An impassive young man, Sadik (Sadik Incesu), bides his time smoking a cigarette before running up the street to greet the postman as he delivers the mail, then crosses the median to a neighborhood café to read the long-awaited results of his final examination over a cup of tea. A filmmaker named Muzzafer (Muzaffer Özdemir) arrives at his parents’ home in the province in order to scout locations for his next film: a personal project that his cheerful, lackadaisical father, Emin (Emin Ceylan) matter-of-factly (and amusingly) describes as the kind of film that never makes any money. Meanwhile, Muzzafer’s mother Fatma (Fatma Ceylan) arrives home with his young cousin, a charming nine-year-old boy with an infectious smile named Ali (Muhammad Zimbaoglu), and curiously proceeds to deposit an unboiled egg into the accommodating boy’s pocket before sending him off to school. Preoccupied with a forthcoming federal land survey that could lead to the re-appropriation of a tract of woodland that adjoins the family farm to a public access road – an area that the stubborn old man had deliberately left underdeveloped during a period of transition from village government in order to retain the tall, sheltering trees that seclude the land from traffic (and perhaps indirectly, the encroachment of civilization) – Emin travels with Muzzafer to visit the disputed area where Muzzafer soon realizes that the tranquil, idyllic woods would make an ideal setting for a scene in his film. Meanwhile, the restless Sadik begins to accompany Muzzafer on his scouting trips, hoping to land an adventurous job with the filmmaker that will allow him to leave the uneventful town and relocate to Istanbul. Upon arriving at the home of a prospective elderly actor, Muzzafar and Sadik begin to film test shots of the subject, but soon find themselves at an impasse with the old man over his commanded salary. With the project financially stalled by the high cost of hiring actors, Muzzafer then turns his attention to his reluctant parents, attempting to sway them into acting in his film for free through the screening of a roughly edited home movie that he has lovingly and tenderly assembled during the course of his previous visits home.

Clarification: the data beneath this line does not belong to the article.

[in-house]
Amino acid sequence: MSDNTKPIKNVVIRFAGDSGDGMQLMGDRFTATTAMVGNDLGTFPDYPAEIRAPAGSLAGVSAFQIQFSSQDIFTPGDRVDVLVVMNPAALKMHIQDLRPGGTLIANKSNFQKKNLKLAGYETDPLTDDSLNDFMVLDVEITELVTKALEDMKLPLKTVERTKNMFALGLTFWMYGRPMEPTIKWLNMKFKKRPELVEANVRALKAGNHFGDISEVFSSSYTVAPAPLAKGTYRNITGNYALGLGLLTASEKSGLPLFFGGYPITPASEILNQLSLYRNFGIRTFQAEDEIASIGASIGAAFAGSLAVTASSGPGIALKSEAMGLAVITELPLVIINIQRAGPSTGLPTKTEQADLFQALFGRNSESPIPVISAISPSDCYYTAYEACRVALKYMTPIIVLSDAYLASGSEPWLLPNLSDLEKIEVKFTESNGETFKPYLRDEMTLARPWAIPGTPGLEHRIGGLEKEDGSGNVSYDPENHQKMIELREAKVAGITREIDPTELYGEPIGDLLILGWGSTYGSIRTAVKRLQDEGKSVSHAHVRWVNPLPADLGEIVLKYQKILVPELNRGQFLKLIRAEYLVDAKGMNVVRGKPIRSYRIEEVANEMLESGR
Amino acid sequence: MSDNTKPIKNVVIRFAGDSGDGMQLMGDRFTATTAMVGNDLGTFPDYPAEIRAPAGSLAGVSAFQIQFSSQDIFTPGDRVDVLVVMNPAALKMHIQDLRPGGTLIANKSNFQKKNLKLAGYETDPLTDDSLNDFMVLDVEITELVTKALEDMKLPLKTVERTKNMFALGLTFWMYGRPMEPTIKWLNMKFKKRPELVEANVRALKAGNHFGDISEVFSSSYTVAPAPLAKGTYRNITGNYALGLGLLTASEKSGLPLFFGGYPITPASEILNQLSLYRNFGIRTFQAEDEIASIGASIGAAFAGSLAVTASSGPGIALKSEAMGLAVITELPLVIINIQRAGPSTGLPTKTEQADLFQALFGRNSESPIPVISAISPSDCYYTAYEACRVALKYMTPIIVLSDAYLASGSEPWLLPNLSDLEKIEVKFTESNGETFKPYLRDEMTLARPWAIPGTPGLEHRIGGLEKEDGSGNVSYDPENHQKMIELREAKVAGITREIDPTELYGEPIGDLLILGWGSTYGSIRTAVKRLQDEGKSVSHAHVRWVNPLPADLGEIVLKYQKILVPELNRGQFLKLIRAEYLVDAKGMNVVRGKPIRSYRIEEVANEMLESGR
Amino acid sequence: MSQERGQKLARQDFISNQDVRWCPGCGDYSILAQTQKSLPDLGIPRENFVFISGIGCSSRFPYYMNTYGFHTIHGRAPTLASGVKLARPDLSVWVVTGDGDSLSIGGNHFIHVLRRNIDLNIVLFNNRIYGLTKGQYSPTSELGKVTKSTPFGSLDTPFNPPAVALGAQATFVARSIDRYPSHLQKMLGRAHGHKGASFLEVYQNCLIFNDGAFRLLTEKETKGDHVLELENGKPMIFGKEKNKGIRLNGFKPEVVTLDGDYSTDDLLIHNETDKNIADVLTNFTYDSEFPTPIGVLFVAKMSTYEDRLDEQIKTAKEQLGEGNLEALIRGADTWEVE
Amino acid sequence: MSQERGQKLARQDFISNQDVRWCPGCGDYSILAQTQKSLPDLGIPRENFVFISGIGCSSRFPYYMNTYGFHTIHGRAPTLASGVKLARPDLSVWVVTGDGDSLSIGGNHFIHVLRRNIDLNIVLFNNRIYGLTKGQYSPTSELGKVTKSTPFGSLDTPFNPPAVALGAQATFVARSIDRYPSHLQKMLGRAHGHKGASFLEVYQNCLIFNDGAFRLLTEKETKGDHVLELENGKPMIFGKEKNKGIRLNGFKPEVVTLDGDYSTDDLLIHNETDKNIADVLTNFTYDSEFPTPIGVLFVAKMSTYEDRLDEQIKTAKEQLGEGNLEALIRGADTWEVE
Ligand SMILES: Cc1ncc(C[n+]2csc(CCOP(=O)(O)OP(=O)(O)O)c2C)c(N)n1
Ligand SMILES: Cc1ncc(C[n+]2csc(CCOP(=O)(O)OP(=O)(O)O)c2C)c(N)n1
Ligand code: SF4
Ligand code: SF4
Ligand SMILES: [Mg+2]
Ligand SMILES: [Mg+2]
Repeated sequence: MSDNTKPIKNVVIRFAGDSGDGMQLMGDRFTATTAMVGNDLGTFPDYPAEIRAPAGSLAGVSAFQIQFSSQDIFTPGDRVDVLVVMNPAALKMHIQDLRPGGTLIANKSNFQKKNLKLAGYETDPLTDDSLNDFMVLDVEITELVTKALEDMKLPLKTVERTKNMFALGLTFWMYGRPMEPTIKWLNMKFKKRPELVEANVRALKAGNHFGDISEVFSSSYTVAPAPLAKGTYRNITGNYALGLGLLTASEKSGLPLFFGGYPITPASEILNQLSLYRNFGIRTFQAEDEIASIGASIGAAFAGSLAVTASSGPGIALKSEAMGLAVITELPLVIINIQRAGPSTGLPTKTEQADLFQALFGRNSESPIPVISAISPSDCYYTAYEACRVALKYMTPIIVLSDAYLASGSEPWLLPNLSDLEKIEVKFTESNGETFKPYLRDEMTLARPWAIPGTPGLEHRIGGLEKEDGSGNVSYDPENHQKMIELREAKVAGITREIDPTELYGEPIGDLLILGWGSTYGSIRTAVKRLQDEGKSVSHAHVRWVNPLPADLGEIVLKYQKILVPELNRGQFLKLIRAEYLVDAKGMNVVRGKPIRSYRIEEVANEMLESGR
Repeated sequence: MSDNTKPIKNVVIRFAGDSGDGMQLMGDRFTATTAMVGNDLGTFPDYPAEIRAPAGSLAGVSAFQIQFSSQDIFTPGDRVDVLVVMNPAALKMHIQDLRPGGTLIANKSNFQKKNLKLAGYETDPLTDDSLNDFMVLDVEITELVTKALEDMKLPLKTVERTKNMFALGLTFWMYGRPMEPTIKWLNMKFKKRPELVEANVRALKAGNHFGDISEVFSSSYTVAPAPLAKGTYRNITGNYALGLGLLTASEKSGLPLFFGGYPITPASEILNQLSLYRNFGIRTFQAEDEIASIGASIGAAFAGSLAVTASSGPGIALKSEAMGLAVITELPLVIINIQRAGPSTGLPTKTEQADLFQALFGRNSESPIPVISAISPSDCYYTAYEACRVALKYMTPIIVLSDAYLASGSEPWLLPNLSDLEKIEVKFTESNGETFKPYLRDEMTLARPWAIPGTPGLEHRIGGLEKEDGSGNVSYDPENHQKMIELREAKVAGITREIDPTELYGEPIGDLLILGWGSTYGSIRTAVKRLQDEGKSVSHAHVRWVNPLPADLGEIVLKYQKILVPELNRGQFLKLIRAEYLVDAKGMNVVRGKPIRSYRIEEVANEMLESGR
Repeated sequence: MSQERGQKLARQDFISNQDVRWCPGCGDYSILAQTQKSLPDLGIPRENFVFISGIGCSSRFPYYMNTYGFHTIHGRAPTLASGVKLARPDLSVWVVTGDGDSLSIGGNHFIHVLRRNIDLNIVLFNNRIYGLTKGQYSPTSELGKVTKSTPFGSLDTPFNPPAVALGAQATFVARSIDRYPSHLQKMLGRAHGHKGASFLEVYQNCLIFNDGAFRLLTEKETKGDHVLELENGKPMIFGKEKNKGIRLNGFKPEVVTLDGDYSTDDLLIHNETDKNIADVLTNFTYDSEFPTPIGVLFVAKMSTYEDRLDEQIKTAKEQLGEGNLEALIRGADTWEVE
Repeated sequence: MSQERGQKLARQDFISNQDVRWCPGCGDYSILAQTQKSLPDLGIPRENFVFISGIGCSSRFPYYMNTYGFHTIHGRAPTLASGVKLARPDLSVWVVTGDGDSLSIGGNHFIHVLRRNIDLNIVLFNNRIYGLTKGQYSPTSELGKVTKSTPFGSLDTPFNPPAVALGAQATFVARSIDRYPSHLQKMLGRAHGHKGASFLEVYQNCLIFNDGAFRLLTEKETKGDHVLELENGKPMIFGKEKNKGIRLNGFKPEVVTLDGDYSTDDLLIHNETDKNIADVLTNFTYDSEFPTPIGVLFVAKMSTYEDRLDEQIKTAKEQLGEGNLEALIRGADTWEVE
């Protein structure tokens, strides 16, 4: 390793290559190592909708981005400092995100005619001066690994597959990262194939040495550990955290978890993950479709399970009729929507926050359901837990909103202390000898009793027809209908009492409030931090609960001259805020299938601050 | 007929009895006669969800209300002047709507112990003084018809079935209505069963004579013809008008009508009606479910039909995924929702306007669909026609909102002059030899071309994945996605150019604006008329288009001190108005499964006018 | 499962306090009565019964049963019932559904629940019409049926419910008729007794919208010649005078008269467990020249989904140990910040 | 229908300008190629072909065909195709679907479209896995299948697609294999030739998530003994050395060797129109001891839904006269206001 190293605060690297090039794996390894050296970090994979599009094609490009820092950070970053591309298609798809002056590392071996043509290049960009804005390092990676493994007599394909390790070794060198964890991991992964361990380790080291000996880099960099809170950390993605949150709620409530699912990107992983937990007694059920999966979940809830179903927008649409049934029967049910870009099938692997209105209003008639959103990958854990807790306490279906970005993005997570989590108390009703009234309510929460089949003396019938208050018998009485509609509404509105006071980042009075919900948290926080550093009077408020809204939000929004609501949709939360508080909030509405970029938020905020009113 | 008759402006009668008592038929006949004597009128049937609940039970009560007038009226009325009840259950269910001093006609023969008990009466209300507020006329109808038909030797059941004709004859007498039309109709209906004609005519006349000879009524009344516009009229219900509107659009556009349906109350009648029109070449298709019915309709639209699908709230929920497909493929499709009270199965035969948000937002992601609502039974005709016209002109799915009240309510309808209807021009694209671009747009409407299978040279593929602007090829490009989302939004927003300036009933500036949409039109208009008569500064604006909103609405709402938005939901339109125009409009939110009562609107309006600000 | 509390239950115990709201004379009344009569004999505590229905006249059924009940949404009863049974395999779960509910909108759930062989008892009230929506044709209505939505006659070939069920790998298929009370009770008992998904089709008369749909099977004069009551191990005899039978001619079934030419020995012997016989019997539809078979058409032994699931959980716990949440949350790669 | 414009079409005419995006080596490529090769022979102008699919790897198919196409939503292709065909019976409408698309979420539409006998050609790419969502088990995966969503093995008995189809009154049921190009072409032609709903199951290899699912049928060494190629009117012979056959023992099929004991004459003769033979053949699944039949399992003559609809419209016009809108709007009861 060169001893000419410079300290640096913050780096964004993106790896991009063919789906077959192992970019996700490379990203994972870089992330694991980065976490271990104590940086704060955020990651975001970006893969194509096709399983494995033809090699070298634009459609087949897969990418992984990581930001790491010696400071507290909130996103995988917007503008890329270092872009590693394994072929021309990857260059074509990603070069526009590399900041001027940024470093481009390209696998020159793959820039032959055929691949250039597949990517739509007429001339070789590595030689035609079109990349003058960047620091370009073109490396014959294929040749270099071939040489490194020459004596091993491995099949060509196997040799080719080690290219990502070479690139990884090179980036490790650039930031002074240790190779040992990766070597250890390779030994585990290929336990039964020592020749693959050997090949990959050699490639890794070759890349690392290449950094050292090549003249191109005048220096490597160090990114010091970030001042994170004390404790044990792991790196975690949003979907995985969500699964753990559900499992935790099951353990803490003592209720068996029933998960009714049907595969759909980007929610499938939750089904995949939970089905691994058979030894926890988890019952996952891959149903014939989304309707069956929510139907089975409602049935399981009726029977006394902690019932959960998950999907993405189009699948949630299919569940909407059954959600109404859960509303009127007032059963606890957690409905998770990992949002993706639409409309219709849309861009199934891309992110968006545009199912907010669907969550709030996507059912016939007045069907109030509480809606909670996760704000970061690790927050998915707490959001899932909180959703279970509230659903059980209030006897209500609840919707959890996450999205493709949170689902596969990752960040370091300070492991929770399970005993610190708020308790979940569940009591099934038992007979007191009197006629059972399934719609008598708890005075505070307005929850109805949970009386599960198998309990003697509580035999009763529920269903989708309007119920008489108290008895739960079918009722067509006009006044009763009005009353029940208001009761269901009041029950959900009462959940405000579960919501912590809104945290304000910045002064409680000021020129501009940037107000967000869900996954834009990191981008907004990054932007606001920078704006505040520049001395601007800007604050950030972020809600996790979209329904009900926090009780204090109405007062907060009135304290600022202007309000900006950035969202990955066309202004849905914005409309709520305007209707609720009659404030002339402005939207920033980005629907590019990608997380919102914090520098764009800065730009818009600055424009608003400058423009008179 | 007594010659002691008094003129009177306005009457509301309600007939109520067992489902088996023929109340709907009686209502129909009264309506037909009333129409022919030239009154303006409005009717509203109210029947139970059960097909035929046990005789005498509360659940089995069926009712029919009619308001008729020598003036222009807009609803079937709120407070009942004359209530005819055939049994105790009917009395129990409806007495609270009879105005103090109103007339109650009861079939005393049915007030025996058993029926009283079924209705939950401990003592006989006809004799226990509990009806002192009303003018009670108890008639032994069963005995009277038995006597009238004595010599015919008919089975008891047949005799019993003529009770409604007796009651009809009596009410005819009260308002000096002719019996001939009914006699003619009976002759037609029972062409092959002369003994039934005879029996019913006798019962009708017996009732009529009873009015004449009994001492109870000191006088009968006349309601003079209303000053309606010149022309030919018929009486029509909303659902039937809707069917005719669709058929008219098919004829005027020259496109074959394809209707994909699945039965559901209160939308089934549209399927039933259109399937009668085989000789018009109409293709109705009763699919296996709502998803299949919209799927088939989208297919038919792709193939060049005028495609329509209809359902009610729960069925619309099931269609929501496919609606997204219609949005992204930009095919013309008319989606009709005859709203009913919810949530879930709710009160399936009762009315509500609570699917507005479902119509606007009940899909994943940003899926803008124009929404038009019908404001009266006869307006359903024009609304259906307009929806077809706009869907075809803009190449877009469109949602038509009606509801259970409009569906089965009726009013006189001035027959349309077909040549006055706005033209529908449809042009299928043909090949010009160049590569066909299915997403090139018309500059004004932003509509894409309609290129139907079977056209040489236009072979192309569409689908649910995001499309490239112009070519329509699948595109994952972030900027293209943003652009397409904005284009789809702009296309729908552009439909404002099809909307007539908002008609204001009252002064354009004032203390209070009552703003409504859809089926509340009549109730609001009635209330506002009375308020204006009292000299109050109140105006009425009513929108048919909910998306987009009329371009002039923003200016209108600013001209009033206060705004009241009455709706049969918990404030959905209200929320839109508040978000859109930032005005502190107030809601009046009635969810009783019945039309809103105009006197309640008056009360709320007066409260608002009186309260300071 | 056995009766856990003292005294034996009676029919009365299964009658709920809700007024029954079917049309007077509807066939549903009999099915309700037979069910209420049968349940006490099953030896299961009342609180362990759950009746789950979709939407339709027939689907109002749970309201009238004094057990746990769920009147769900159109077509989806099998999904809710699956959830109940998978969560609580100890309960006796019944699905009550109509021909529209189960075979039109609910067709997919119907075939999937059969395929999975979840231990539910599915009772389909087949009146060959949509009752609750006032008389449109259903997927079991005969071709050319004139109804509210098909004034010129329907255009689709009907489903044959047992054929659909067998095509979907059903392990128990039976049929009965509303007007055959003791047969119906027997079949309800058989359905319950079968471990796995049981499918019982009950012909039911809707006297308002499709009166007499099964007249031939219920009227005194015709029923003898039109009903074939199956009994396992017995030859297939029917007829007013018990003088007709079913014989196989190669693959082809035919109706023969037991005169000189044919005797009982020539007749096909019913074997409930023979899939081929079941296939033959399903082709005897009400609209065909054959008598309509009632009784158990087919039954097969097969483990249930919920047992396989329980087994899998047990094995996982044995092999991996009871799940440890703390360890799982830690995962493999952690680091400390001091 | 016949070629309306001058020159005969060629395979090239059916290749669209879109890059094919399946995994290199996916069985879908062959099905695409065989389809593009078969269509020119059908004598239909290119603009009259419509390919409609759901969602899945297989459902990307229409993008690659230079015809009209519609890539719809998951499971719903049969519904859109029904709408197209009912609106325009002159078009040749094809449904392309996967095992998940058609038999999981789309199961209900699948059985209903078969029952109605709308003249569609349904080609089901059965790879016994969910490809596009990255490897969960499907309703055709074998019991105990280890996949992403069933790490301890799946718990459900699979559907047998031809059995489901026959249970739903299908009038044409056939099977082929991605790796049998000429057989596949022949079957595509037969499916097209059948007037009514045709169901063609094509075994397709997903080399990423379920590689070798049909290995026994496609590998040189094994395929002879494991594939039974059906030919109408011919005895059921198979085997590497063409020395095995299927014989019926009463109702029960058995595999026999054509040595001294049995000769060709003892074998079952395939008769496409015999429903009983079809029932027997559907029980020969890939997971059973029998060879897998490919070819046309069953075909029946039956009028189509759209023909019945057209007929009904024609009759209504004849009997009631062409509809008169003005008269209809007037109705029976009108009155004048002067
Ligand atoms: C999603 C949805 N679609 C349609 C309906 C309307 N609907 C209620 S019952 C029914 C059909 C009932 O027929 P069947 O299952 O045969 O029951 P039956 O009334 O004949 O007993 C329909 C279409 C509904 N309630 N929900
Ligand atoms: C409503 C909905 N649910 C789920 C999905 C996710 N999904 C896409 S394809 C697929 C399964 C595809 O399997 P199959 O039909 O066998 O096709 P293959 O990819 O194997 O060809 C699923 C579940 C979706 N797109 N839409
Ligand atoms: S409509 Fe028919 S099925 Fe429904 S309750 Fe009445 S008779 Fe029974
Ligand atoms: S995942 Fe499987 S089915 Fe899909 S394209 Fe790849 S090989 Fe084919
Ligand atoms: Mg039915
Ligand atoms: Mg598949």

Nuri Bilge Ceylan creates a luminous, sensual, affectionate, and understatedly moving pastoral symphony of family, nature, and life’s interminably evolving cycle in Clouds of May. Unfolding in unhurried (although appropriately paced) near real-time and incorporating environmental sounds that intensates the experience of observation, attention, and texture, the film achieves a graceful purity and awareness of indigenous environment – a “sensitivity to things” – that the Japanese characterize as mono no aware, a concept defined by eighteenth century scholar Motoori Norinaga on the essence of cultural character: the cadence of insects and birds that accompany Emik and Muzzafar’s trip to the disputed farmland; the rolling of tomatoes on the slope of a hill; the clap of thunder and beating of rain that accompanies shots of Fatma and Emin as they humor their son’s incessant home video filming; the oppressive, mechanical drone associated with Sadik’s tediously uneventful factory job; Ali’s amusingly mesmerized obsession with the tinny, digitized melodies produced by a musical watch and subsequently, the curious, multipurpose tool and lighter that plays the opening verses of the Lambada; the unexpected chirping of a hatchling. Inevitably, as his supportive and nurturing family returns to the familiar routine of their seemingly mundane and bucolic life, filmmaker Ceylan, like his alterego Muzzafar, is left to compose an indelible love letter from their profound shared experience, seemingly slowing down the inalterable progress of time to capture a transitory moment of true human connection, enlightenment, and existential grace.
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